I didn’t like Young Jeezy in 2005. At the surface, he embodied everything I thought was wrong with mainstream rap. All the references to being a hustler, not a rapper; to not caring about hip-hop just rubbed me wrong. I saw him as a caricature, just another rapper playing down to gangsta rap’s conventional wisdom. And when I actually heard him rap, all I heard was another uncreative, unoriginal, and uninspired gangsta rapper from the south.
Then “Go Crazy” was released as a single. When Jay-Z is on his A-game, there are only a handful of rappers who can stay with him. And Jeezy is one of them. He’s definitely not the most complex lyricist you’ll ever hear, but he’s a subtly insightful one. His gritty, drawling voice isn’t the most pleasant, but unabashedly slow and blunt delivery is undoubtedly refreshing. And his gimmick of the straight-from-the-streets hustler who’s ready to go back to the â€˜hood isn’t new at all. The only difference between Jeezy and every other rapper with the same gimmick is that he’s just better than the rest of them.
Jeezy is the southern equivalent of Raekwon: his raps are gritty enough to make everything he does unquestionably street music, but underneath the grime is a tremendous ear for music and a constant creative vision for how he fits in it. And while his lyrics are definitely simple, he’s got an uncanny ability to get across clearer ideas in a line than many rappers do in a verse. GZA once instructed rappers to keep their raps brief, “half short and twice strong.” If Jeezy’s got a unique talent, it’s shortening complex ideas into simple statements. He even manages to break down his entire beef with the government’s drug laws in a single verse of “Crazy World”:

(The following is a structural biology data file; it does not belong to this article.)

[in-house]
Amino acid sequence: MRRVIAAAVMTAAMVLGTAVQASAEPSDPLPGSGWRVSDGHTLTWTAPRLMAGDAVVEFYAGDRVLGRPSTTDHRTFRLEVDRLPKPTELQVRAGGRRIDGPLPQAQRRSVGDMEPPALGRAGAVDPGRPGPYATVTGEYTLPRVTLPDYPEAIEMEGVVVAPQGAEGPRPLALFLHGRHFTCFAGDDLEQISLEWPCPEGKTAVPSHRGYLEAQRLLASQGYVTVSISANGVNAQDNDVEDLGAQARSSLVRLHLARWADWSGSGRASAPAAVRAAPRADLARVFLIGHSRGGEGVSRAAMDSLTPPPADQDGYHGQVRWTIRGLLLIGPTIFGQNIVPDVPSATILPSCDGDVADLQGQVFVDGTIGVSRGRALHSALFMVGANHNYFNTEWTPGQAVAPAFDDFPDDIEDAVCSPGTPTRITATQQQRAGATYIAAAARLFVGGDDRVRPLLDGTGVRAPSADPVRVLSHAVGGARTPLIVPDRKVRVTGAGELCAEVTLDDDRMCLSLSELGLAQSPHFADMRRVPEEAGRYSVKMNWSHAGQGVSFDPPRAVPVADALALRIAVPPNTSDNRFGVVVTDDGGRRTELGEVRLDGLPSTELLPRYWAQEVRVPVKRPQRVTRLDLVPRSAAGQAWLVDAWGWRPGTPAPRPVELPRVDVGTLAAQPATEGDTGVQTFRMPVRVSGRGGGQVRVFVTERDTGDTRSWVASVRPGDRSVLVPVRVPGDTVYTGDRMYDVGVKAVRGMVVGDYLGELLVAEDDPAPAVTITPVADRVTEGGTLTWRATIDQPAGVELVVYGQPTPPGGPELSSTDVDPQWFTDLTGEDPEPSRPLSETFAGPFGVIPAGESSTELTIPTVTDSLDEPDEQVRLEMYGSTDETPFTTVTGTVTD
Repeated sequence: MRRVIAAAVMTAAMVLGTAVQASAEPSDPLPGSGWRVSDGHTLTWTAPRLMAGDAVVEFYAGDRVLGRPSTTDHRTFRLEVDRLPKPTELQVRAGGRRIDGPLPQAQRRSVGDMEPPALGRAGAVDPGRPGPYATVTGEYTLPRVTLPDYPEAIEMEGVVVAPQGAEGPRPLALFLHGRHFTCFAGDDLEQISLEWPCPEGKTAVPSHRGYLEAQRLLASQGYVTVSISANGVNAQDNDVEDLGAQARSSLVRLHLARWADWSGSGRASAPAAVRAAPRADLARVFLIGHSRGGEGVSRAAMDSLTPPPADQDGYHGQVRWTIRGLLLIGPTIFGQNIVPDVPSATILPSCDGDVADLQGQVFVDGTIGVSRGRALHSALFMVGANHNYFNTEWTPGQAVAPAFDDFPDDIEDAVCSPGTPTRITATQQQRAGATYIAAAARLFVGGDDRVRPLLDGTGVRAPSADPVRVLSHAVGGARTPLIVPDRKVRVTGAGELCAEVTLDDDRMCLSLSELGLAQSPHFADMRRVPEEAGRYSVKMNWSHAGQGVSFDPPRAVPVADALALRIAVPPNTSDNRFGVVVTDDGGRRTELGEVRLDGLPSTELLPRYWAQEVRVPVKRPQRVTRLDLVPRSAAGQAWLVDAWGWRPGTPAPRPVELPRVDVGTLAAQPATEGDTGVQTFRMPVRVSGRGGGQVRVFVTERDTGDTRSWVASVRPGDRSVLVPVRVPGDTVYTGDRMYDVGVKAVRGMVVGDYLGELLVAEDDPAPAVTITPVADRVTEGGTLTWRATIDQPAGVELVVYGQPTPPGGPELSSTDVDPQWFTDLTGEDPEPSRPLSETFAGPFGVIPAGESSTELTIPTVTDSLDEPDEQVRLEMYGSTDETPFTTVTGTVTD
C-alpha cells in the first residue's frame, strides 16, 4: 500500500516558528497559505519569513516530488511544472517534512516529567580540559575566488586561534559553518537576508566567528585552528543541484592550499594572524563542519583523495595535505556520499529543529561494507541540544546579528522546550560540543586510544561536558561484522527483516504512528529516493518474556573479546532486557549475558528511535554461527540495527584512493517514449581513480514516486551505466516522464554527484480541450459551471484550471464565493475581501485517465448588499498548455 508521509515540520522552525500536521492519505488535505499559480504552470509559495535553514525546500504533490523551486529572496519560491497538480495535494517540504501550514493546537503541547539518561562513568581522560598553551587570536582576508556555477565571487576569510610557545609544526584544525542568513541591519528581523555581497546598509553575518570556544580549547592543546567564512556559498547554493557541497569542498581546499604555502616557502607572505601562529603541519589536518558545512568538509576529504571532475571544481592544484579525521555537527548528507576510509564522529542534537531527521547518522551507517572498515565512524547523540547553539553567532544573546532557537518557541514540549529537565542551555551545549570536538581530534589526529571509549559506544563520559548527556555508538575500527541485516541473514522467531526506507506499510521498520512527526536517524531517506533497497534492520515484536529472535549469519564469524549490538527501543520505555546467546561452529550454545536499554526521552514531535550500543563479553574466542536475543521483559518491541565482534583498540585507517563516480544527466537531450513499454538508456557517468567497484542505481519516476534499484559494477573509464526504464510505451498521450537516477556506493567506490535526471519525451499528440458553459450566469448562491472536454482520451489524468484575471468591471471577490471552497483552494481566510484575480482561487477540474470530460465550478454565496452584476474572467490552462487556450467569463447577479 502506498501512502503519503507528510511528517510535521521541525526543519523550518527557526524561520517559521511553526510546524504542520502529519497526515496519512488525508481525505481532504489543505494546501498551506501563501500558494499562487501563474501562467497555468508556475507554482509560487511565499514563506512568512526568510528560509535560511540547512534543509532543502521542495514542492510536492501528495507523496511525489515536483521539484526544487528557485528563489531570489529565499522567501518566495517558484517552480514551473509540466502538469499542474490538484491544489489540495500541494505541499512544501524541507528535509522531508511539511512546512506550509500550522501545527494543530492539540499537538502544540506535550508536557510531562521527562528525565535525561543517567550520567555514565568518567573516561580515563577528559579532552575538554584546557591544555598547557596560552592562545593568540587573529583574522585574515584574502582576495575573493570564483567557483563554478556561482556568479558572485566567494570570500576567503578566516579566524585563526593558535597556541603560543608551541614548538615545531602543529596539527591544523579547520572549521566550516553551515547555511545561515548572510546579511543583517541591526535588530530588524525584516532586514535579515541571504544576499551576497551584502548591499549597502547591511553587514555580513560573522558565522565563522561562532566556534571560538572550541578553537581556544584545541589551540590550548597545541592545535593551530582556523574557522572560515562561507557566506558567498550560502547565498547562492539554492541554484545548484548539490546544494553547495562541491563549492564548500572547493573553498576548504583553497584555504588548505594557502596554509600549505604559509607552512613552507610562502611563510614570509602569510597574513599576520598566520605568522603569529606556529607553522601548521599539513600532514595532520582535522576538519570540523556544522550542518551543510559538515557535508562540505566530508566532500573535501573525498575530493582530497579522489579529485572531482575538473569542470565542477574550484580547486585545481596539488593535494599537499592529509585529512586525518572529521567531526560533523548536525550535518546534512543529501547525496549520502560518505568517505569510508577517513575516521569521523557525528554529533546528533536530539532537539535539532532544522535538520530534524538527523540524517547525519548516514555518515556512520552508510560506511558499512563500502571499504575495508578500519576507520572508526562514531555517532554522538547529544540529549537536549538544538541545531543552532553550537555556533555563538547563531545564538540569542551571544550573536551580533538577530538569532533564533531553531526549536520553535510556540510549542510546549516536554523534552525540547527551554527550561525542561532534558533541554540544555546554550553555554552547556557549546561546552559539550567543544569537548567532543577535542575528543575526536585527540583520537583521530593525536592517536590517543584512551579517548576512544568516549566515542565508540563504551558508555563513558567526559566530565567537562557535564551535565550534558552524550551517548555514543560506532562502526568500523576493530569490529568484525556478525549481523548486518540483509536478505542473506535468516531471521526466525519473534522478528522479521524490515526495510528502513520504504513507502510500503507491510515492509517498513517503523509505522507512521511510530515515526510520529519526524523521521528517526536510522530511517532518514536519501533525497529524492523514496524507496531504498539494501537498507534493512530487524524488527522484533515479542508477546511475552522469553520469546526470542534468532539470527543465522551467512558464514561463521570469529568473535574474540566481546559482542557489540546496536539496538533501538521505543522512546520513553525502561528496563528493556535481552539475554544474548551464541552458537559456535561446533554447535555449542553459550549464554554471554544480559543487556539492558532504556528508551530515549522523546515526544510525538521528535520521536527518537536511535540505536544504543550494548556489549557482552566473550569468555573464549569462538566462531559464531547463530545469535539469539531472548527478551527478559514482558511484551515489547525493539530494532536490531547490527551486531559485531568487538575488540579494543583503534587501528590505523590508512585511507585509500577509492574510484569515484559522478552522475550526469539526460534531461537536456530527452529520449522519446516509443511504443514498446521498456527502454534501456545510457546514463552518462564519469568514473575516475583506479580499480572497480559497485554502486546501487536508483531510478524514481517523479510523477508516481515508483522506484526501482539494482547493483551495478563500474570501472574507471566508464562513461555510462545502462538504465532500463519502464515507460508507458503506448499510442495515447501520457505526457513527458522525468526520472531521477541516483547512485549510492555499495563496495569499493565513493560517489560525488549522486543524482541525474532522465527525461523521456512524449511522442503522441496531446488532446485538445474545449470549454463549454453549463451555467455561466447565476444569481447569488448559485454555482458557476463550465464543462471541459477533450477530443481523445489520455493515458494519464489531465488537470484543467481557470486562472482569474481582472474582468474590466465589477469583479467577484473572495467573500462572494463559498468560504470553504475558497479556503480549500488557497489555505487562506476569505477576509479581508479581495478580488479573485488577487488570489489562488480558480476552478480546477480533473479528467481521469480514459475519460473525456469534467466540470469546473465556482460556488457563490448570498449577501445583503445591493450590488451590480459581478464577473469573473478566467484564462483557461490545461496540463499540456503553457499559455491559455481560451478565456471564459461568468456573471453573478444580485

“When I was 14, I turned nothing to a quarter mill’
Probably why I never gave a fuck about a record deal
And I never even tried the shit
Imagined how that white feel
But that don’t even matter though
I’m trying to pay that light bill
Light bill, phone bill, plus my granny’s nerve pills
Feel like I should be taking them
Imagine how my nerves feel
I want a new Bentley and my auntie need a kidney
And if I let her pass, her children never will forgive me
Goddamn another trap, I think Bush is trying to punish us
Send a message out to every single one of us
Real G shit? Well, that’s really unheard of
When you get more time for selling dope than murder
In this Crazy World!”
That’s not to say all, or even a third of Jeezy’s verses are about politics. Besides justifying drug dealing and frequent Barack Obama references, he’s mainly concerned with himself as a theme. Basically, he’s realer than every other rapper, he dealt drugs, he’s got money, etcetera. Jeezy’s strength lies less in what he says than how he says it, as he says, “Ya’ll niggas want wordplay, but I’m about bird play.”
Everything I just said about Jeezy would be irrelevant if not for his incredible ear for beats. He’s always been known for it, but this album is his best produced yet. From the introduction, every beat is produced on an epic scale. It’s all as unapologetically blunt and hard as Jeezy himself is, and the marriage covers Jeezy’s flaws while enhancing his strengths. It works best when the bass stands out, as in “By the Way” and “Get a Lot,” but it’s all outstanding.
It’s all clearly southern, but it’s stripped of the south’s modern party vibe, drawing much more from UGK and No Limit than Lil’ Jon and the crunk movement. This is appropriate, because Young Jeezy isn’t about parties, or jumping around, he’s all about getting yours â€“ another unique aspect of his rhymes. Most rappers are all about theirs, and while Jeezy definitely rhymes about his money, he’s nearly as much about people taking their responsibility to make their own success.
Put it all together, and you’ve got a decent lyricist and a great individual voice over one of the best produced albums of the decade. There’s not a single weak song among the 18 here, which is a remarkable achievement. Jeezy manages to keep a strong unified album together without ever getting monotonous or tired. It’s one that many better lyricists who might look down on him can’t come close to achieving. While he might not be, as he says, the new Biggie or Tupac, Jeezy’s a great musician in his own right. And as long as he keeps making music as good as this, he’s going to have a career that will have rappers of the next generation trying to be the next Young Jeezy.